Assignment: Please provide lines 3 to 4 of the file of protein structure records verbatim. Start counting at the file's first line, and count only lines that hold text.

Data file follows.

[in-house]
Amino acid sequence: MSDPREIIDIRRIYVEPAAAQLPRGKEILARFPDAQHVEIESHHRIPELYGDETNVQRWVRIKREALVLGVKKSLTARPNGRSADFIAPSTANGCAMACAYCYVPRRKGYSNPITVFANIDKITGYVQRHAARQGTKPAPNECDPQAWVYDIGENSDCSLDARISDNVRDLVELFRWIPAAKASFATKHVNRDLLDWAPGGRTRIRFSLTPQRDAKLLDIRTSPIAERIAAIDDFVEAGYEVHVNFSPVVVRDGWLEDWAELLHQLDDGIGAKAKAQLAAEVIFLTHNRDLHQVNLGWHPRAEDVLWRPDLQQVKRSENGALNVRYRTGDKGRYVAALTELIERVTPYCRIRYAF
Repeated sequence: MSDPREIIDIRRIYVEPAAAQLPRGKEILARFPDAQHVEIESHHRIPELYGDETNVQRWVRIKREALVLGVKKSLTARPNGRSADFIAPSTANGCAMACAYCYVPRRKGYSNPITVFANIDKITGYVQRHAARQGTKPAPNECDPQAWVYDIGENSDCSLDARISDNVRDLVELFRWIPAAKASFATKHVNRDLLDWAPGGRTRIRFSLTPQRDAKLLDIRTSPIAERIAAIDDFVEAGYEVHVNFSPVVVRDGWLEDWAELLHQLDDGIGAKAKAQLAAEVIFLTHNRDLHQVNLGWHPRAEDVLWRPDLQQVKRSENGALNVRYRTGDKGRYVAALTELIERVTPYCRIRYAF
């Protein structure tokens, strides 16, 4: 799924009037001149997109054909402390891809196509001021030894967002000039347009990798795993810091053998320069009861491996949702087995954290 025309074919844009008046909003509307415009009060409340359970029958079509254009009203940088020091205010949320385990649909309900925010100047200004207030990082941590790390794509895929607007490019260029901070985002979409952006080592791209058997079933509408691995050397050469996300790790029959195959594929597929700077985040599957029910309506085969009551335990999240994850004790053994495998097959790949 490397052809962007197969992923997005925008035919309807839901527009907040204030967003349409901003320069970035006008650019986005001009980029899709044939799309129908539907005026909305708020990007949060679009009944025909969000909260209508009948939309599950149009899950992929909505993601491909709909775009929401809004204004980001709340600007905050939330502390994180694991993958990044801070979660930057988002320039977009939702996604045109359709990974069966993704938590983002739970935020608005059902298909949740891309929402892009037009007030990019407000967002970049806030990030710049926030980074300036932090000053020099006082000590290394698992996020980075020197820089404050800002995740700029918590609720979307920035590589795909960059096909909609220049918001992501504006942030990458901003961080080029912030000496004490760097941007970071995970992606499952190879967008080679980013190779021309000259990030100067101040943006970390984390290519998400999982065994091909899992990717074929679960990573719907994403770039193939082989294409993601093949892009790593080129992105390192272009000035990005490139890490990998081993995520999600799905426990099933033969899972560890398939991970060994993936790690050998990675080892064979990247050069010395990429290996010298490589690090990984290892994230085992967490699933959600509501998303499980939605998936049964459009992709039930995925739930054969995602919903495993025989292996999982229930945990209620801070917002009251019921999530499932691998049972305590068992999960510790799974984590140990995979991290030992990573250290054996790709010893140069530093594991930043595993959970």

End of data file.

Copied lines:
Repeated sequence: MSDPREIIDIRRIYVEPAAAQLPRGKEILARFPDAQHVEIESHHRIPELYGDETNVQRWVRIKREALVLGVKKSLTARPNGRSADFIAPSTANGCAMACAYCYVPRRKGYSNPITVFANIDKITGYVQRHAARQGTKPAPNECDPQAWVYDIGENSDCSLDARISDNVRDLVELFRWIPAAKASFATKHVNRDLLDWAPGGRTRIRFSLTPQRDAKLLDIRTSPIAERIAAIDDFVEAGYEVHVNFSPVVVRDGWLEDWAELLHQLDDGIGAKAKAQLAAEVIFLTHNRDLHQVNLGWHPRAEDVLWRPDLQQVKRSENGALNVRYRTGDKGRYVAALTELIERVTPYCRIRYAF
């Protein structure tokens, strides 16, 4: 799924009037001149997109054909402390891809196509001021030894967002000039347009990798795993810091053998320069009861491996949702087995954290 025309074919844009008046909003509307415009009060409340359970029958079509254009009203940088020091205010949320385990649909309900925010100047200004207030990082941590790390794509895929607007490019260029901070985002979409952006080592791209058997079933509408691995050397050469996300790790029959195959594929597929700077985040599957029910309506085969009551335990999240994850004790053994495998097959790949 490397052809962007197969992923997005925008035919309807839901527009907040204030967003349409901003320069970035006008650019986005001009980029899709044939799309129908539907005026909305708020990007949060679009009944025909969000909260209508009948939309599950149009899950992929909505993601491909709909775009929401809004204004980001709340600007905050939330502390994180694991993958990044801070979660930057988002320039977009939702996604045109359709990974069966993704938590983002739970935020608005059902298909949740891309929402892009037009007030990019407000967002970049806030990030710049926030980074300036932090000053020099006082000590290394698992996020980075020197820089404050800002995740700029918590609720979307920035590589795909960059096909909609220049918001992501504006942030990458901003961080080029912030000496004490760097941007970071995970992606499952190879967008080679980013190779021309000259990030100067101040943006970390984390290519998400999982065994091909899992990717074929679960990573719907994403770039193939082989294409993601093949892009790593080129992105390192272009000035990005490139890490990998081993995520999600799905426990099933033969899972560890398939991970060994993936790690050998990675080892064979990247050069010395990429290996010298490589690090990984290892994230085992967490699933959600509501998303499980939605998936049964459009992709039930995925739930054969995602919903495993025989292996999982229930945990209620801070917002009251019921999530499932691998049972305590068992999960510790799974984590140990995979991290030992990573250290054996790709010893140069530093594991930043595993959970």